Slow to the Start; Fast to the Finish Line?

Well, maybe. Even with their potential benefits, very few GRSs have been launched since they appeared on the finance scene. Most companies that list securities in the U.S. want access to the broadest range of U.S. investors possible. Some securities experts believe that moving from an ADR to a GRS would do just the opposite — reduce liquidity instead of enhance it. Another potential problem is whether the global trading system would be able to handle widespread trading of GRSs because — despite consolidation in the industry — trading still is influenced by regulatory bodies that are national, not international. Before a global share can be launched, operators of the home country's clearing houses must work closely with a U.S. counterpart — as did DaimlerChrysler in 1998 — in order to harmonize their listing requirements with the SEC. New structures would need to be built one country at a time. Some critics believe that the cost of creating GRS programs would be too great, thus offsetting any benefits; and that too much would need to change too fast in order for GRSs to work effectively in the near term.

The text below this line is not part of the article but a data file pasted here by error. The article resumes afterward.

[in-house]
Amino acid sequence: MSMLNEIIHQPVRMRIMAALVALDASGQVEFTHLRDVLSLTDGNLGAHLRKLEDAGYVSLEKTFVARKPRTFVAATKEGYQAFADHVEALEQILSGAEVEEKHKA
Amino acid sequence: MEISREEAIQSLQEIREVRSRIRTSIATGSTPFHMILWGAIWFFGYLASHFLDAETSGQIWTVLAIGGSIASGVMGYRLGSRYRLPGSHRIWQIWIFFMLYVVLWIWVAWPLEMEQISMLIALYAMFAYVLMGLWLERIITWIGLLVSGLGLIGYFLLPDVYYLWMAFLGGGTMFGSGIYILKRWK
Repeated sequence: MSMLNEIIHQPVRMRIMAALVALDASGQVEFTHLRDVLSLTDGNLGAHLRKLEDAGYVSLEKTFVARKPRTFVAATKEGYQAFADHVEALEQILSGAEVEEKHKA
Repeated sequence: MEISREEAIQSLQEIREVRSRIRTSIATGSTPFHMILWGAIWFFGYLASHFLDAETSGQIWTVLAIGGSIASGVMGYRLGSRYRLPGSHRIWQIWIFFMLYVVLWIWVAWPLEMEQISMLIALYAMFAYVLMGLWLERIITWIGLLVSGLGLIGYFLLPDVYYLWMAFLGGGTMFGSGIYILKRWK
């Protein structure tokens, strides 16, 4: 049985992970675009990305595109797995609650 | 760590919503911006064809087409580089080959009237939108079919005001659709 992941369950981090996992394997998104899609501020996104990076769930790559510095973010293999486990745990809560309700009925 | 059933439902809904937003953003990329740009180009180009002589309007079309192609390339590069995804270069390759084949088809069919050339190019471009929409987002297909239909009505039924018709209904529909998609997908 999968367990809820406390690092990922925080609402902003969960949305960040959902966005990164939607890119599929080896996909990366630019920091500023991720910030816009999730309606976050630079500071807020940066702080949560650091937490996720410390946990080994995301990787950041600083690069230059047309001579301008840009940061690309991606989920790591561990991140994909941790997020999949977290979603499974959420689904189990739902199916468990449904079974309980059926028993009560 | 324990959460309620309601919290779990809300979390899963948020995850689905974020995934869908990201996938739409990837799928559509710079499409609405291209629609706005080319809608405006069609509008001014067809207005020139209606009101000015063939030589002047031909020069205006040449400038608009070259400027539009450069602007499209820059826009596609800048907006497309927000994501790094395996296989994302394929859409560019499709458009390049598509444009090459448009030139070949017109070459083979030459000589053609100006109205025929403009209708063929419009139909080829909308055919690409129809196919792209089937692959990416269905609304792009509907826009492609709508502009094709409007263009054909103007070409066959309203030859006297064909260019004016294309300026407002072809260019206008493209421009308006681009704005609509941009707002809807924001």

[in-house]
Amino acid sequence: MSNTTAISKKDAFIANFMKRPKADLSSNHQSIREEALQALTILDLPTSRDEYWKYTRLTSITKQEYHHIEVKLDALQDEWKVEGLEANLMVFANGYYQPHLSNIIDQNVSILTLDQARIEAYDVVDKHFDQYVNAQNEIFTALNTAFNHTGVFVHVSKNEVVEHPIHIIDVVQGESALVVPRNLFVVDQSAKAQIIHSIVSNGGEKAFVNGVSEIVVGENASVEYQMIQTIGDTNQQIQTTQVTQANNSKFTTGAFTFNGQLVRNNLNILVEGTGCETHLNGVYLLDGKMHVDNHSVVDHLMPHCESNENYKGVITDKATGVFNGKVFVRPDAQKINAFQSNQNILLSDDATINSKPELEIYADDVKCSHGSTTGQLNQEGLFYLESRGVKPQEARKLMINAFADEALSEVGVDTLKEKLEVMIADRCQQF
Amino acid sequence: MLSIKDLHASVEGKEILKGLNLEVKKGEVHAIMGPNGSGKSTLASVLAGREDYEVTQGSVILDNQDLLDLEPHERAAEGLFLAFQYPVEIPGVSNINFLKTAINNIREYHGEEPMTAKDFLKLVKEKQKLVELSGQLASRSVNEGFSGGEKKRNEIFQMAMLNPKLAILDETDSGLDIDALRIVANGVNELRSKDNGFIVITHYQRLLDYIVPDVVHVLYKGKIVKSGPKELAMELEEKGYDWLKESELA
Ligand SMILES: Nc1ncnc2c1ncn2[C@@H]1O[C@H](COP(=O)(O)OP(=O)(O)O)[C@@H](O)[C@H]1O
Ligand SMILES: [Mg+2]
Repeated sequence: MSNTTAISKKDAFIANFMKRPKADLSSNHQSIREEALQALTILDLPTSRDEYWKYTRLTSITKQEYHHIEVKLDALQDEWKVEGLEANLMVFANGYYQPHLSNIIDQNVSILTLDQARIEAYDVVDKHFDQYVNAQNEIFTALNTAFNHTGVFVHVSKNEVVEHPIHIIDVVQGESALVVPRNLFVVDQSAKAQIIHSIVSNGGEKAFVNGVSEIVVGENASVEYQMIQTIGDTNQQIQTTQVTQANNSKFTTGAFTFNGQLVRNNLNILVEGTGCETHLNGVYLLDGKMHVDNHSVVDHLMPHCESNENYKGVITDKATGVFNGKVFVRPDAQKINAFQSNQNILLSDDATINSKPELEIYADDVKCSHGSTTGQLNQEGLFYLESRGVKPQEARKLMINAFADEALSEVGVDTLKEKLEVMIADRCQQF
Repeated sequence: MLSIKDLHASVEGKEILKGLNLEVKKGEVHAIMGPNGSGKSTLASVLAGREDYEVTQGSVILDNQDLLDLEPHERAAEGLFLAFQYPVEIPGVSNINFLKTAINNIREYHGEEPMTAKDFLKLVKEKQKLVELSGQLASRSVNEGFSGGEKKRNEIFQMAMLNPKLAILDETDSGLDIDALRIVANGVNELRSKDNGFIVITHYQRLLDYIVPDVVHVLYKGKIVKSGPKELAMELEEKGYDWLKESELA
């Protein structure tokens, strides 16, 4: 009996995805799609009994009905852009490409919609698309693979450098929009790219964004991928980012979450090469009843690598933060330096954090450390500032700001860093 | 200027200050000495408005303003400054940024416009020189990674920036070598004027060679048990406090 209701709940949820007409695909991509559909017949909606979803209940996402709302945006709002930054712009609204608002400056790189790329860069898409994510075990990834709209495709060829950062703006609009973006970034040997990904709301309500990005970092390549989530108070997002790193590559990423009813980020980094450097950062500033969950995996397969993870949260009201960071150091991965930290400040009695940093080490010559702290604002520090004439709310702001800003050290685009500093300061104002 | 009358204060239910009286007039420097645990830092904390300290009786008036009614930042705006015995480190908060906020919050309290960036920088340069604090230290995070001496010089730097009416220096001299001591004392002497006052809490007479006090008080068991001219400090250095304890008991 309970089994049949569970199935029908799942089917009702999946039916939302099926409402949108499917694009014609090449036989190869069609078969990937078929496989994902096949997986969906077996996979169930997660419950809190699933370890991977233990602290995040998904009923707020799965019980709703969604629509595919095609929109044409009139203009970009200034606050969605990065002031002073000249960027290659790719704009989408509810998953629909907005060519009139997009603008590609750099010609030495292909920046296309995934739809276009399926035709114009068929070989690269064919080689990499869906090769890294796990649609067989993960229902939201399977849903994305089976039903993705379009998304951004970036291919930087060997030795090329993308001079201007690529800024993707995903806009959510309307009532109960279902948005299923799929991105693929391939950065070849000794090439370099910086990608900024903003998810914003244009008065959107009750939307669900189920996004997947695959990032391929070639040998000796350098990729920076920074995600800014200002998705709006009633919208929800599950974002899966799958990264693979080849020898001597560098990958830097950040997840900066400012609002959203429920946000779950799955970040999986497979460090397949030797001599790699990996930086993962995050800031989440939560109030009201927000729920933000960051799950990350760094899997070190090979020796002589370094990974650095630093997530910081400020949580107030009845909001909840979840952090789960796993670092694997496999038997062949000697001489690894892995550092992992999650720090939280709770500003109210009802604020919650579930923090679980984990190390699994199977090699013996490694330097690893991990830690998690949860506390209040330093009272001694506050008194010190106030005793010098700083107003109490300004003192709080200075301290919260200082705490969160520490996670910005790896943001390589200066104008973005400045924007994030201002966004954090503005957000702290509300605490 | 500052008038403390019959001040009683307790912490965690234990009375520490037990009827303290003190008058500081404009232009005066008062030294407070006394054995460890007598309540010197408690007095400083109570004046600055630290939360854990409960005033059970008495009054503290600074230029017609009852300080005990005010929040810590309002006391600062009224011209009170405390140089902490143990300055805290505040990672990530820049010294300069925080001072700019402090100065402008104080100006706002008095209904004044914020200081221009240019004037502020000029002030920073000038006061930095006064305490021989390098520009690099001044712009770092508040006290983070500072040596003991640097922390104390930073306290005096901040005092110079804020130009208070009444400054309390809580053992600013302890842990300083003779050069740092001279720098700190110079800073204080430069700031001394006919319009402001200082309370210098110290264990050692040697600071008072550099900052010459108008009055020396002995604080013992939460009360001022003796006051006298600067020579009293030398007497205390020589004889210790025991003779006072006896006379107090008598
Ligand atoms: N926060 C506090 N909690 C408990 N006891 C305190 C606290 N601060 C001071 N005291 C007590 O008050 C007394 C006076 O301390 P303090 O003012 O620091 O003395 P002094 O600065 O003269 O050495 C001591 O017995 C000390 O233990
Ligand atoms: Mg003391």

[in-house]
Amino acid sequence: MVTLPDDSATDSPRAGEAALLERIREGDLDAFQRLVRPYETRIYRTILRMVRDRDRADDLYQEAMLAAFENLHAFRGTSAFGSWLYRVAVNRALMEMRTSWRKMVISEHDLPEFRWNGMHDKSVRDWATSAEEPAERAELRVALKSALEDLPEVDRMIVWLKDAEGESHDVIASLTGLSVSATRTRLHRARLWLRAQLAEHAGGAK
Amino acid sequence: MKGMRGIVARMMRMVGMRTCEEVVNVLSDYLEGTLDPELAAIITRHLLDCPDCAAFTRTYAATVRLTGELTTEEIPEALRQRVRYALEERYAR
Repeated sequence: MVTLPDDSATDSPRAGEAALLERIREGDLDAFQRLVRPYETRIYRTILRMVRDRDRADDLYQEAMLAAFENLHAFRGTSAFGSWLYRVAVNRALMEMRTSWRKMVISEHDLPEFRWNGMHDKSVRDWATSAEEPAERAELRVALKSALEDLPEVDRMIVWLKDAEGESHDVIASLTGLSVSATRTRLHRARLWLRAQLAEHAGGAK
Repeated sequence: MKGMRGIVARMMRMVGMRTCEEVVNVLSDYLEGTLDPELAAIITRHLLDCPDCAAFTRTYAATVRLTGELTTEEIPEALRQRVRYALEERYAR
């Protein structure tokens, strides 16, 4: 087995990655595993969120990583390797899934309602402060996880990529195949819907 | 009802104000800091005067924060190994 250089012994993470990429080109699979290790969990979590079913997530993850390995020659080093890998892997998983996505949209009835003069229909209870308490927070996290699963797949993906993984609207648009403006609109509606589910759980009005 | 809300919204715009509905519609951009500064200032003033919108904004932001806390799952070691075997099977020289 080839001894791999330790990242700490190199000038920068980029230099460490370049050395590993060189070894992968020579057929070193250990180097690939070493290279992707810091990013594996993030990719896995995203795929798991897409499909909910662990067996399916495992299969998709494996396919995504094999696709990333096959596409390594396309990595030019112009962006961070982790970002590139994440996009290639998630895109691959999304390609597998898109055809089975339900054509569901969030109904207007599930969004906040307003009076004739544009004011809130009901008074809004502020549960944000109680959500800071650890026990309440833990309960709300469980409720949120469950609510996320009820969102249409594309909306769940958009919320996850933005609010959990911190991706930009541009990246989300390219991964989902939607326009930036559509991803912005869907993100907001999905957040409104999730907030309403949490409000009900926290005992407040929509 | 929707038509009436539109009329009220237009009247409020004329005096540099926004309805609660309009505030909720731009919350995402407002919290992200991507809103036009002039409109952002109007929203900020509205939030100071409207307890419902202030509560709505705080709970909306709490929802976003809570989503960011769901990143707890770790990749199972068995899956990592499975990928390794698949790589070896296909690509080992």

Yet proponents of global shares say that it is only a matter of time before more businesses replace their ADRs with a single global security, mainly because of how cheap they are to trade. According to the NYSE, trading fees on ADRs tend to cost between three and five cents per share traded. In contrast, global shares cost a flat $5.00 per trade — no matter how many shares change hands!

There is always comfort in the familiar. ADRs have enjoyed a long, lucrative history, and they continue to be U.S.-based investors' tool of choice for listing foreign stock in America. Although no one knows what may come of GRSs as a trading tool going forward, the comfortable tradition of ADRs, combined with the problems of balancing local market regulations with U.S. rules, could well deter finance managers from issuing quantities of global shares any time soon.